The New York Times has a story today about a trend that’s gaining steam: companies that are finding ways to cut their labor costs without laying off staff. Instead of handing out pink slips, some organizations are moving to four-day work weeks, instituting unpaid vacation time and getting rid of overtime.
These companies—which, according to The New York Times‘ article, include Dell, Cisco, and Honda, in addition to small and midsize businesses—are pursuing alternatives to layoffs primarily because they can’t afford to lose good workers. Many of them cut the riff-raff from their organizations in previous downturns and are already operating lean. The only employees those employers have left are their high-performers, and cutting them would be detrimental to their businesses. (Finally! Companies that realize the irreplaceable role their employees play in generating profits!) These organizations don’t want to be caught short-staffed if the economy rebounds as suddenly as it tanked, nor do they want to have to compete for talent when it’s time to hire, say sources quoted in the story.
What surprises me about this trend is that employers are pursuing these substitutes for layoffs as a competitive move and not as a humanitarian one. They’re not implementing these cost-cutting measures because layoffs are disrespectful and demoralizing. Nor are they applying them because they want to prevent their employees from losing their homes. Not one of the nine sources in the article said that employers were taking these measures to protect employees’ well-being. Rather, they’re implementing these cost-cutting strategies so that they’re not at a disadvantage when the economy rebounds.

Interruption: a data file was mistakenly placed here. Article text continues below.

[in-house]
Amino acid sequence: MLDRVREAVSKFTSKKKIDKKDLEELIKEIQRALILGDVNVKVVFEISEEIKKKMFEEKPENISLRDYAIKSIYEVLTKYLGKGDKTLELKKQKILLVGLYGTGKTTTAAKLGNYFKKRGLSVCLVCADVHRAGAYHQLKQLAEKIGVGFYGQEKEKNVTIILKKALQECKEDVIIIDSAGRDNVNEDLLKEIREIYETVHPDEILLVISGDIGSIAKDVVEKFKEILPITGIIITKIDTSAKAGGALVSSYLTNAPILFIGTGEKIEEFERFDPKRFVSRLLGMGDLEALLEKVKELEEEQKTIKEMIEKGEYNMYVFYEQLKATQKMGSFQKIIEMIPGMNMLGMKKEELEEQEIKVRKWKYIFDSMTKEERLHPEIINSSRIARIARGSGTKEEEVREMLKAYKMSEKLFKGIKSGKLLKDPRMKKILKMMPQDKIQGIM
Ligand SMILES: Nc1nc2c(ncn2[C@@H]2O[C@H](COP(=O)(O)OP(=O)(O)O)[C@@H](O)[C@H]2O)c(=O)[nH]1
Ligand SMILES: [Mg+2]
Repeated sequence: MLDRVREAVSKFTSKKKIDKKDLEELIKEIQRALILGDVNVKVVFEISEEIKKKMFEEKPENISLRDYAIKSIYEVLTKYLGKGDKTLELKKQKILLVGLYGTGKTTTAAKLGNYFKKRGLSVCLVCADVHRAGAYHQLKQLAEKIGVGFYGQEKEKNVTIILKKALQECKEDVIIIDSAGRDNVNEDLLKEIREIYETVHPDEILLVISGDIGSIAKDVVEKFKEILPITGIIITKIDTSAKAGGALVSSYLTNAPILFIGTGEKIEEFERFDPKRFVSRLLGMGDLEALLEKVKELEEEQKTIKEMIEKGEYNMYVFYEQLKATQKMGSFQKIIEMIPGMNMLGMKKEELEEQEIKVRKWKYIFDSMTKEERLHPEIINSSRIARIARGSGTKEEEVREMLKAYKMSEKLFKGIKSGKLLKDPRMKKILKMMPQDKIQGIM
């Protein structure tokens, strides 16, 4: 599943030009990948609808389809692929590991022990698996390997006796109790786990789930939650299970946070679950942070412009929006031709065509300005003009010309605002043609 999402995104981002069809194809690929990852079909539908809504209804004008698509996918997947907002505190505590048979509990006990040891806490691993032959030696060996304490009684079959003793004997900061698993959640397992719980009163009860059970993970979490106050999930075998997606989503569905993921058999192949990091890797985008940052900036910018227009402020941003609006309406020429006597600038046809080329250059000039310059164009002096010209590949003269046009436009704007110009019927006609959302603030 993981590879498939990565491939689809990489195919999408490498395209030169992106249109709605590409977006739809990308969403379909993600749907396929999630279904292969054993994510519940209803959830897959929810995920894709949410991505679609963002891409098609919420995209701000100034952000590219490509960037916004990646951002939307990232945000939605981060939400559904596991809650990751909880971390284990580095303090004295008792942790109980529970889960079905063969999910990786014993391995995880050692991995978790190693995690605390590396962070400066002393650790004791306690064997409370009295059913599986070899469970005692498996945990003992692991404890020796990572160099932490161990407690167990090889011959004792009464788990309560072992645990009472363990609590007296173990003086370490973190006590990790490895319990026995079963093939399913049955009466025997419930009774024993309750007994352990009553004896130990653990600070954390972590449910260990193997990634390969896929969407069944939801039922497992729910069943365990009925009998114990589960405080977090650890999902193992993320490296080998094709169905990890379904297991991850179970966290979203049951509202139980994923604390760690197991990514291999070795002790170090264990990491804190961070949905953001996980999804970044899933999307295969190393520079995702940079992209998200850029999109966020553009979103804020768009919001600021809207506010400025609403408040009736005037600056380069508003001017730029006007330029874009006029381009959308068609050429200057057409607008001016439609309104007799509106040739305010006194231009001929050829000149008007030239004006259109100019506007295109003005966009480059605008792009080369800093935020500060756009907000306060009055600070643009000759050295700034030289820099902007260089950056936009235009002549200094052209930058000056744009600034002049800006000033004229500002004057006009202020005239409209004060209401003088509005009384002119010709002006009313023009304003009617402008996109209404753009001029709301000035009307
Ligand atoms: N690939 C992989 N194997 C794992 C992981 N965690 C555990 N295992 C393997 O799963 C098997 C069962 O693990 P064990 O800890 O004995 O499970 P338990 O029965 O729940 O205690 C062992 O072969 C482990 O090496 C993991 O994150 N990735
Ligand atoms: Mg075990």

The fact that companies put their bottom lines ahead of their employees’ welfare shouldn’t come as a shock to me, the self-proclaimed voice of the proletariat, but it does. It comes as a surprise and a disappointment. I’m disappointed that employers aren’t expressing more concern about the welfare of their employees during a recession that led to more than half a million job losses in November alone, and during a mortgage crisis that may lead to 2.2 million foreclosures by the end of 2008.
Not surprisingly, employees are embracing these alternatives to layoffs, according to The New York Times. I don’t know about you, but I’ll take a smaller paycheck over no paycheck any day.
Though I’m disheartened that employers aren’t seeking out alternatives to layoffs because they’re concerned for their employees’ welfare, I’m encouraged that they’re getting creative. For too long layoffs have been the automatic, knee-jerk response when companies missed their quarterly plans; they see employees as expendable, disposable, as easily replaced as an oil filter on a Honda Civic.
It seems that mentality may finally be changing, after eight (or more) years of cost-cutting. If only one good thing comes from this economic crisis, it will hopefully be an awareness among employers about the true value of their employees and a sincere commitment to rewarding their loyalty and sacrifices when the economy surges again.